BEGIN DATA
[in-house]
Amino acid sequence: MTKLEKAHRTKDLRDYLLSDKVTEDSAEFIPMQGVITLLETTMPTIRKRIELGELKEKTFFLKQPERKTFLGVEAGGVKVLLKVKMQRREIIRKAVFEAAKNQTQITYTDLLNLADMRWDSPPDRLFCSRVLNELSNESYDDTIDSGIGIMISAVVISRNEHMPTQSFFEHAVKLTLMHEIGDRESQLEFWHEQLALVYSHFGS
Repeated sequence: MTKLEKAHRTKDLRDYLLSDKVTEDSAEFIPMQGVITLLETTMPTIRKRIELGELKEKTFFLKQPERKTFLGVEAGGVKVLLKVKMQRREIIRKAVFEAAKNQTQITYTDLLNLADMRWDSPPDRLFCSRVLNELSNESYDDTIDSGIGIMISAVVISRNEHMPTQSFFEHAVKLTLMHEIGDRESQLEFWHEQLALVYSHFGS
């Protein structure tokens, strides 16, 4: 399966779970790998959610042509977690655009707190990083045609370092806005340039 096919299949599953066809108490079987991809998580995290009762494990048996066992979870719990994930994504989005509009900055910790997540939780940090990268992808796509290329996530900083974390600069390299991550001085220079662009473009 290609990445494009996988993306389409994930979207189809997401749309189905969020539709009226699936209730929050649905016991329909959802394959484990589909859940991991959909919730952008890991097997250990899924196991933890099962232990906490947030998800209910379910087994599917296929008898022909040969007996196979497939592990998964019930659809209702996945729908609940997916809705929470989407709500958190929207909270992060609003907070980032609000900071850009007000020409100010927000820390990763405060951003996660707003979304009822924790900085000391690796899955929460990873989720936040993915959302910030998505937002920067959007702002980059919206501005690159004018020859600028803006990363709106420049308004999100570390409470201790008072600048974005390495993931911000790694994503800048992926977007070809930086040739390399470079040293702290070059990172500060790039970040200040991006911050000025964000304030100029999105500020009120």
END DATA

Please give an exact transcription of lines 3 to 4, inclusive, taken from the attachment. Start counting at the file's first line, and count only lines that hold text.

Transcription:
Repeated sequence: MTKLEKAHRTKDLRDYLLSDKVTEDSAEFIPMQGVITLLETTMPTIRKRIELGELKEKTFFLKQPERKTFLGVEAGGVKVLLKVKMQRREIIRKAVFEAAKNQTQITYTDLLNLADMRWDSPPDRLFCSRVLNELSNESYDDTIDSGIGIMISAVVISRNEHMPTQSFFEHAVKLTLMHEIGDRESQLEFWHEQLALVYSHFGS
């Protein structure tokens, strides 16, 4: 399966779970790998959610042509977690655009707190990083045609370092806005340039 096919299949599953066809108490079987991809998580995290009762494990048996066992979870719990994930994504989005509009900055910790997540939780940090990268992808796509290329996530900083974390600069390299991550001085220079662009473009 290609990445494009996988993306389409994930979207189809997401749309189905969020539709009226699936209730929050649905016991329909959802394959484990589909859940991991959909919730952008890991097997250990899924196991933890099962232990906490947030998800209910379910087994599917296929008898022909040969007996196979497939592990998964019930659809209702996945729908609940997916809705929470989407709500958190929207909270992060609003907070980032609000900071850009007000020409100010927000820390990763405060951003996660707003979304009822924790900085000391690796899955929460990873989720936040993915959302910030998505937002920067959007702002980059919206501005690159004018020859600028803006990363709106420049308004999100570390409470201790008072600048974005390495993931911000790694994503800048992926977007070809930086040739390399470079040293702290070059990172500060790039970040200040991006911050000025964000304030100029999105500020009120």